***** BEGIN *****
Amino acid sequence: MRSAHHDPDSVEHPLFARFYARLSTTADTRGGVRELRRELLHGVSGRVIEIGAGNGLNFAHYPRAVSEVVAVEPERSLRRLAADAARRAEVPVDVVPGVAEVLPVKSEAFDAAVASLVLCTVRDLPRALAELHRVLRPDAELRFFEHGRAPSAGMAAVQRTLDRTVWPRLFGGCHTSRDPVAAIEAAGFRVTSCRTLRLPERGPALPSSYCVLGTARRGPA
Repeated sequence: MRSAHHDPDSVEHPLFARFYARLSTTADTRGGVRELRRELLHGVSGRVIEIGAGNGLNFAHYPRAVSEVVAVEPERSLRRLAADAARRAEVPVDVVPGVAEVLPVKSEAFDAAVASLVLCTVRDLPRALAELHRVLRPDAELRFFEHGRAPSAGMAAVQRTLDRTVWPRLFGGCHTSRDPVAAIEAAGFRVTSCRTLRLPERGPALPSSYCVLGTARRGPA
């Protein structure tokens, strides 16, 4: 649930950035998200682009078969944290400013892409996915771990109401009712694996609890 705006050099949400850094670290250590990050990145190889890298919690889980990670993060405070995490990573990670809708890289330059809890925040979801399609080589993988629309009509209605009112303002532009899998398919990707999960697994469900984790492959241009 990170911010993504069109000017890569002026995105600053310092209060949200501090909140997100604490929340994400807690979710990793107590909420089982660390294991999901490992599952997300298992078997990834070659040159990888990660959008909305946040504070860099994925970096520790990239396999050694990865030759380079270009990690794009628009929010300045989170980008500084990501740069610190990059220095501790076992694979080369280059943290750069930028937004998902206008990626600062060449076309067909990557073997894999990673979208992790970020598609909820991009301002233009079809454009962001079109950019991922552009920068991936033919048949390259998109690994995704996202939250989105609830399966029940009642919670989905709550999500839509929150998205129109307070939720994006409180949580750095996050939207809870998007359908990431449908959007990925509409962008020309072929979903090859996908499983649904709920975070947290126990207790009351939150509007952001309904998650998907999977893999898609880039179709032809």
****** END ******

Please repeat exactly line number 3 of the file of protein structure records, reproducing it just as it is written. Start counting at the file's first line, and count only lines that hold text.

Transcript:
């Protein structure tokens, strides 16, 4: 649930950035998200682009078969944290400013892409996915771990109401009712694996609890 705006050099949400850094670290250590990050990145190889890298919690889980990670993060405070995490990573990670809708890289330059809890925040979801399609080589993988629309009509209605009112303002532009899998398919990707999960697994469900984790492959241009 990170911010993504069109000017890569002026995105600053310092209060949200501090909140997100604490929340994400807690979710990793107590909420089982660390294991999901490992599952997300298992078997990834070659040159990888990660959008909305946040504070860099994925970096520790990239396999050694990865030759380079270009990690794009628009929010300045989170980008500084990501740069610190990059220095501790076992694979080369280059943290750069930028937004998902206008990626600062060449076309067909990557073997894999990673979208992790970020598609909820991009301002233009079809454009962001079109950019991922552009920068991936033919048949390259998109690994995704996202939250989105609830399966029940009642919670989905709550999500839509929150998205129109307070939720994006409180949580750095996050939207809870998007359908990431449908959007990925509409962008020309072929979903090859996908499983649904709920975070947290126990207790009351939150509007952001309904998650998907999977893999898609880039179709032809």